A Search for Our Present in History

A Search for Our Present in History

The intriguing title of this book represents a novel approach to the study of present society looked upon as a result of history.

This approach ‘stands on its head’ the conventional approach to the study of history which begins with the dim past and comes to the present as a conclusion. Our approach starts with social institutions and practices of the contemporary age and traces their origin and development to the historic past. With this approach the reader does not feel lost on the opening page of a history book. He is not confronted with a society in which lived his ancestors two or three thousand years ago. He begins with the society surrounding him, which is of his immediate concern. This method of interpreting the present and past should establish an intimate rapport between a citizen of today and the heritage bequeated to him by earlier generations. In our lifestyle, customs, traditions, beliefs; our history is reflected but it is normally beyond our perception. It would be a fascinating and enlightening experience to trace the origins of things we see and do today in the bygone ages.

As a citizen of India can one answer questions like:

1) Why have Indians always attached more importance to Non-violence (Ahimsa) than any other people ?

2) How did vegetarianism become nearly an all pervading attitude in India from ancient times ?

3) How is it that the cow (Gomata) and bull (Nandi) have come to acquire an exalted place in our religious pantheon ?

A panoramic and dramatic view of the temple complex at Madurai.


4) How was the practice of charity (Dana) elevated to the status of a religious offering ?

5) Why do we propitiate the elementals, especially fire ( in Yagna ) to usher in prosperity ?

6) How did our insistence on performing events such as marriage, thread ceremony, opening ceremony, etc., at a certain auspicious time (Muhurta) come into being ?

7) How did the practice of observing fast (Upavasa) originate and what could be the motive behind fasting and other practices like walking over hot coals, puncturing parts of one’s body or tonsuring one’s head ?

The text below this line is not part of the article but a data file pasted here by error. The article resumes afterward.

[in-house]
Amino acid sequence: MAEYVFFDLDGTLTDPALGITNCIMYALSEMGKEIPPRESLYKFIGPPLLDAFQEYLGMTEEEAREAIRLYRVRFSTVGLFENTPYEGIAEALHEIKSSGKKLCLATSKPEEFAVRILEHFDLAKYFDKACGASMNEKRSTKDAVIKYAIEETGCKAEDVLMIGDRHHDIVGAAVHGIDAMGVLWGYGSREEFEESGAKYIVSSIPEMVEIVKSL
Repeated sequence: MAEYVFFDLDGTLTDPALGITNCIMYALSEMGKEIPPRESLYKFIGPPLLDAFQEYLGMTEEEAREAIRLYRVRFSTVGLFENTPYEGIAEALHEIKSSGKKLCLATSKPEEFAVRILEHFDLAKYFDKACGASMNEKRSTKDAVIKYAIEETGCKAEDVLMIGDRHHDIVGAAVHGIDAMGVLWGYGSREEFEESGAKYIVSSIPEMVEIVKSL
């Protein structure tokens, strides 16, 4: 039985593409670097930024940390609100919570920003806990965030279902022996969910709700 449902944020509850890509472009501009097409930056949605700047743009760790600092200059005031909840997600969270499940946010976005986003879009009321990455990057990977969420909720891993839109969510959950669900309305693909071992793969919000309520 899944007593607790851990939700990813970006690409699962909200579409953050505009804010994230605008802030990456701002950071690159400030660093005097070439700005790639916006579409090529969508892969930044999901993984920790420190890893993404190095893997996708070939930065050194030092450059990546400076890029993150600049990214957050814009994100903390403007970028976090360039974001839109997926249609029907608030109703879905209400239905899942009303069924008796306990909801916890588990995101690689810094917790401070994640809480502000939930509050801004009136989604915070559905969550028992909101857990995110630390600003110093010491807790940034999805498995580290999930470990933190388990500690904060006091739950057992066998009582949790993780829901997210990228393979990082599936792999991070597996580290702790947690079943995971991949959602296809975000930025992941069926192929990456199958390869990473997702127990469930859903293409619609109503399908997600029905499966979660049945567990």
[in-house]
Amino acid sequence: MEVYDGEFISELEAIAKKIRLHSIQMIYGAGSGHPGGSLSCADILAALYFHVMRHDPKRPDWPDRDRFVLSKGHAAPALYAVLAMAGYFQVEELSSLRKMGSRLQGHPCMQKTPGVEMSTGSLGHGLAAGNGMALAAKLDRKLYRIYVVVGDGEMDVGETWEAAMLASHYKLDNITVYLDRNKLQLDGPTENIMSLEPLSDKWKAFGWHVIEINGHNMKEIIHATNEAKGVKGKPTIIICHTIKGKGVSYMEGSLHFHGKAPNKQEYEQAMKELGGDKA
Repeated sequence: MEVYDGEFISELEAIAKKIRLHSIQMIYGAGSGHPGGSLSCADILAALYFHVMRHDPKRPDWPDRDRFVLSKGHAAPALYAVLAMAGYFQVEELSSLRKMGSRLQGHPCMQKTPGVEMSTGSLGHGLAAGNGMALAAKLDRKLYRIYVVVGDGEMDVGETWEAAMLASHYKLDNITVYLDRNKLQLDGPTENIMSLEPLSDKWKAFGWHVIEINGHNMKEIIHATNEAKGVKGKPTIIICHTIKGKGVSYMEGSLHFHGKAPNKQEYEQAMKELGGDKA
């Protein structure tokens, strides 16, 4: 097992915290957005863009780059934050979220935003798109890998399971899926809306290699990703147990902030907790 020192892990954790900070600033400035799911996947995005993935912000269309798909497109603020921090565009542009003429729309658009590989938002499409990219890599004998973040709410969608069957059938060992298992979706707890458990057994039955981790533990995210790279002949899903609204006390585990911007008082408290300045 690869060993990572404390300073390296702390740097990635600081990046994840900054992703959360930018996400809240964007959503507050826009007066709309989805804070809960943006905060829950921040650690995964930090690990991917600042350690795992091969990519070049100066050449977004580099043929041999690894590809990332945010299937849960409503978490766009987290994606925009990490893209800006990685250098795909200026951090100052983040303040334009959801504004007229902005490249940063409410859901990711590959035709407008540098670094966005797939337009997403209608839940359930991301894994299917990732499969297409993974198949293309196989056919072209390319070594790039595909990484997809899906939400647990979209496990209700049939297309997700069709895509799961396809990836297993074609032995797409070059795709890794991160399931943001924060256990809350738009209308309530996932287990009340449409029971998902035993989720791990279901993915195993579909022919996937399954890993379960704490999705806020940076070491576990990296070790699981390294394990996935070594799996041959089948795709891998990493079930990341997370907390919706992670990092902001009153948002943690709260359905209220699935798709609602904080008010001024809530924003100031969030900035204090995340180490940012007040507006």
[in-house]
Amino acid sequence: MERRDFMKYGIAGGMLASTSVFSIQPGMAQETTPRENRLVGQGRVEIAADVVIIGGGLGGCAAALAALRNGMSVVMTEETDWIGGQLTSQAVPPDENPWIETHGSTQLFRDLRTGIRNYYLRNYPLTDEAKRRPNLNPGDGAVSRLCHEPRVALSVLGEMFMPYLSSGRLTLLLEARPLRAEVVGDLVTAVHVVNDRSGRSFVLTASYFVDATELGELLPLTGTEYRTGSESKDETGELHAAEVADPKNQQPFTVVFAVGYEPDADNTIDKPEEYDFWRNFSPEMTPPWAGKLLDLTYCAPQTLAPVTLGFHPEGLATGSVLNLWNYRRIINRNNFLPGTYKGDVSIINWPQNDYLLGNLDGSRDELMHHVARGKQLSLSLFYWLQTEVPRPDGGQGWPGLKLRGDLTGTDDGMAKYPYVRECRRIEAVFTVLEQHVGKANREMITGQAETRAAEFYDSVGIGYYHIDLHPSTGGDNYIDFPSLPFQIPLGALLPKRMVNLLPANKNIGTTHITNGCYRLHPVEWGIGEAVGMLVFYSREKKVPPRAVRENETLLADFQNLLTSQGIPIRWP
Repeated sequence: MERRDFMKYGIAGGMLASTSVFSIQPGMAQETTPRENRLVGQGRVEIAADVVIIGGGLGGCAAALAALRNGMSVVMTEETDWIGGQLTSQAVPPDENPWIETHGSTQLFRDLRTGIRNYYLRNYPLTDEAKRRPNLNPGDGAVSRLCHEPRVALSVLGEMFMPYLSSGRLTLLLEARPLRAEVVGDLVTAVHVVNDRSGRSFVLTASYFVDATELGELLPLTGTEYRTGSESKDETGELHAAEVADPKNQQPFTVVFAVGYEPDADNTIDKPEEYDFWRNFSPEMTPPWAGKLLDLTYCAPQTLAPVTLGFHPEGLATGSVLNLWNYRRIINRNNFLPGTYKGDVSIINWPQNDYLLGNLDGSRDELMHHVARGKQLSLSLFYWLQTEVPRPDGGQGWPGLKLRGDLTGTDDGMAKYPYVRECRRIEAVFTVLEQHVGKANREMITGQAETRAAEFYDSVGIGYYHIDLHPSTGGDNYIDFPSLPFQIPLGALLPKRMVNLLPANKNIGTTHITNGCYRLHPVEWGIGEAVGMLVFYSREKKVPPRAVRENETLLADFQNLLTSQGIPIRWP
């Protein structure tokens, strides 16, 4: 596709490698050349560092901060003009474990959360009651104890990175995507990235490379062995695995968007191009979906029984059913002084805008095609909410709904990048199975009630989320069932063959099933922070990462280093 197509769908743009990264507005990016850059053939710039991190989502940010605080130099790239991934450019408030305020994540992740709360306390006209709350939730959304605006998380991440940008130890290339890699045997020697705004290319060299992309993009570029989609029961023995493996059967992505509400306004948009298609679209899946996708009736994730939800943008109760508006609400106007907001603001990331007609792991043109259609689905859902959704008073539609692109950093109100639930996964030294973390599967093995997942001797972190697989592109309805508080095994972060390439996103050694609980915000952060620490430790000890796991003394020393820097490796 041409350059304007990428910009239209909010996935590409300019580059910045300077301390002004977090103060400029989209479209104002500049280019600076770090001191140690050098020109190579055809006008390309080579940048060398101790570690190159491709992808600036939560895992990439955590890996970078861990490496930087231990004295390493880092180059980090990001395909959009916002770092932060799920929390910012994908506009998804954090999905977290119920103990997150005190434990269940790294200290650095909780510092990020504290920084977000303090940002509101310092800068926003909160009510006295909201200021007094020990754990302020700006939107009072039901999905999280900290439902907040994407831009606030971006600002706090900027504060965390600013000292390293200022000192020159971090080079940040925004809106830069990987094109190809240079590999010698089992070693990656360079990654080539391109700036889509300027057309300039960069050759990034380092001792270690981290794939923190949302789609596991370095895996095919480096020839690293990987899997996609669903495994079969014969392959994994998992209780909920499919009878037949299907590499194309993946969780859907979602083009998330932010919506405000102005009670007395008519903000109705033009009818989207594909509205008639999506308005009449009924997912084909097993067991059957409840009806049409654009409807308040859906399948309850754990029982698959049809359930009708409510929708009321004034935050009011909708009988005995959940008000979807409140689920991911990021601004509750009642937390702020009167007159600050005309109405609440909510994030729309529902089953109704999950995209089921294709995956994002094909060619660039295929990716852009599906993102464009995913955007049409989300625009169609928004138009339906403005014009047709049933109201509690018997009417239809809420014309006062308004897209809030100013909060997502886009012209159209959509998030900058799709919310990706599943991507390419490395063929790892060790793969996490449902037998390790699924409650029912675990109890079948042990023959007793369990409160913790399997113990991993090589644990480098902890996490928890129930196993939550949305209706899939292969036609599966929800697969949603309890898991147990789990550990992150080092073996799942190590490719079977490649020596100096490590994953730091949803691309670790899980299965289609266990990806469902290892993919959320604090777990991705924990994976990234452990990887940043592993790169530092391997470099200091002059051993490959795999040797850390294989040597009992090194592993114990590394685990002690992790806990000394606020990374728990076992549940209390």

8) What purpose did the ideas like Moksha and Nirvana (release from the cycle of re-birth) serve in Indian society and how did they come into being ?

9) What is the forgotten meaning behind our religious symbols like Swastika and Omkar ?

10) What does the vermilion mark that we traditionally apply on our forehead (Tilaka) and our method of greeting each other with folded hands (Namaskara) signify ?

11) How did we come to look upon the saffron colour as sacred ?

The Ellora temple complex in Maharashtra. These temples were carved top-down, from rocky hills. Their creation began with the roof and the master-craftsmen worked their way down to the foundations!


12) What do we know about the social origins of festivals like Navaratri, Diwali or Holi, that we celebrate with faith and fervour ?

13) Why had secularism, commonly understood as religious tolerance (Sarva dharma samabhava) normally been part of Indian polity in ancient times as in post-independence India ?

14) Why do we attach overwhelming importance to ideas like fate (Daiva) and re-birth (Punarjanma) ?

15) Why do we explain away disqualifications arising out of birth in a particular caste and other misfortunes with the doctrine of deeds in past life (Karma) ?

16) Why do we frown upon a person who marries outside his caste ?

17) How did this endogamy (Sajatiya Vivaha) originate ?

The Kesari Dhwaj (saffron flag) has been India’s symbolic national and cultural standard through the ages.


18) Why has occupational stratification crystallized with birth in a particular caste only in Indian Society ?

19) How did one section of Indian society acquire the hereditary status of noble born (Dvija) and another as low born (Shudra) ?

20) Why do some of us still consider the mere touch of members of some castes as polluting ?

21) How did our attitudes of untouchability and unapproachability originate ?

22) Why did we follow, till recently, practices like dowry (Daheja), Widow burning (Sati) and child marriage (Bal-Vivaha) ?